Lower South

May, 2012
Regional Report

Favorite or New Plant

Almond Verbena
Almond verbena (Aloysia virgata) bears terminal spikes of white blooms that release a strong vanilla-almond fragrance, especially late in the day and in the evening hours. The plant is a woody shrub that is hardy to zone 8. In warmer areas it may reach 15 feet or more and begin to bloom in May or June. In the northern parts of the Lower South it can freeze to the ground but returns to form an 8 foot tall bush, starting its bloom season in late June or July. Even if it doesn't freeze back, it is a good idea to cut the plant back to near the ground in late winter to maintain it as a smaller shrub. Note that the rough foliage is irritating to the skin of some people.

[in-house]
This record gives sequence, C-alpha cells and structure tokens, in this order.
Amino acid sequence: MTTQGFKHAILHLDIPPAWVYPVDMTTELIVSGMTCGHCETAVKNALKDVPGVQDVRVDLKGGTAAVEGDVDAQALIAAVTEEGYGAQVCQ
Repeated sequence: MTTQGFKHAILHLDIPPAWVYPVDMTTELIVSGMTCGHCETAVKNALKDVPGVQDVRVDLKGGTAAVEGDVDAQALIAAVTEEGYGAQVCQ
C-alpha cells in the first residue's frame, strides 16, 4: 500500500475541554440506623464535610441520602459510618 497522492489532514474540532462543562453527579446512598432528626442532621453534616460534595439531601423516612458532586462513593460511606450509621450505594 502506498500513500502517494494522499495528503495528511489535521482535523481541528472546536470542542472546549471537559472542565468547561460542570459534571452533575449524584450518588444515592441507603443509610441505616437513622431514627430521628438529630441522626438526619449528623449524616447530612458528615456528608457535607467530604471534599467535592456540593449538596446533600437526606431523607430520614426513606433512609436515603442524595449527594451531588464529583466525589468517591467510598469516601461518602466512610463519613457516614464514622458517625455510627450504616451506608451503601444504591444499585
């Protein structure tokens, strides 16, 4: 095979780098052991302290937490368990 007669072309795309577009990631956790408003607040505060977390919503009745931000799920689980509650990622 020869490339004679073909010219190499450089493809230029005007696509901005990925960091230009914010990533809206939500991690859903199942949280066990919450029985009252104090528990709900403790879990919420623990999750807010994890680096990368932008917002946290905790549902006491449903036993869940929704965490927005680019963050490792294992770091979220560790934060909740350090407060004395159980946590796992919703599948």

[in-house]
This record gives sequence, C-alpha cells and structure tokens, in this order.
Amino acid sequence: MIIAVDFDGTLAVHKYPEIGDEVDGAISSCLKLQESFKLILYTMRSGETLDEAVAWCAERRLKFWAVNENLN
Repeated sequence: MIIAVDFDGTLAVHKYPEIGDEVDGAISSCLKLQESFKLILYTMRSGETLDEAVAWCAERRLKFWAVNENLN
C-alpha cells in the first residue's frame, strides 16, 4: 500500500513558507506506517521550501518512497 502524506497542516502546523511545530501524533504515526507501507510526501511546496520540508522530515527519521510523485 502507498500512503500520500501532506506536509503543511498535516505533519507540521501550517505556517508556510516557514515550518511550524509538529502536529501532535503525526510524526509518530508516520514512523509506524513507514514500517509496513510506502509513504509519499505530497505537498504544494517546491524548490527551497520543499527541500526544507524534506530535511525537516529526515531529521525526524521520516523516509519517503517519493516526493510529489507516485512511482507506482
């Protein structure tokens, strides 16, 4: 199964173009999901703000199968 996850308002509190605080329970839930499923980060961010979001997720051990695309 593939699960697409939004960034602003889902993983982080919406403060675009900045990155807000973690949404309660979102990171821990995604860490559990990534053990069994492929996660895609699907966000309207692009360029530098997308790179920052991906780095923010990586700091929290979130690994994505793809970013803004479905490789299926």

Clever Gardening Technique

Trellised Melon Supports
Growing cantaloupe, muskmelons, or small sized watermelon cultivars on a trellis can save a lot of garden space and open the opportunity to grow these delicious garden crops to gardeners who otherwise would not be able to enjoy them. To support the heavy fruit take a pair of ladies hosiery and cut off the legs. Make several fruit supports from each leg by tying a knot in the hose and then cutting it off about 6 inches above the knot (longer for small watermelons). Slip the hose over the melons when they are about the size of a tennis ball or baseball and tie the open end to the trellis lifting the melon a little since it will pull down on the support as it grows. If you don't have hosiery you can still make a "hammock" type support from the netting used to hold onions or other produce, or even a section of old t-shirt.

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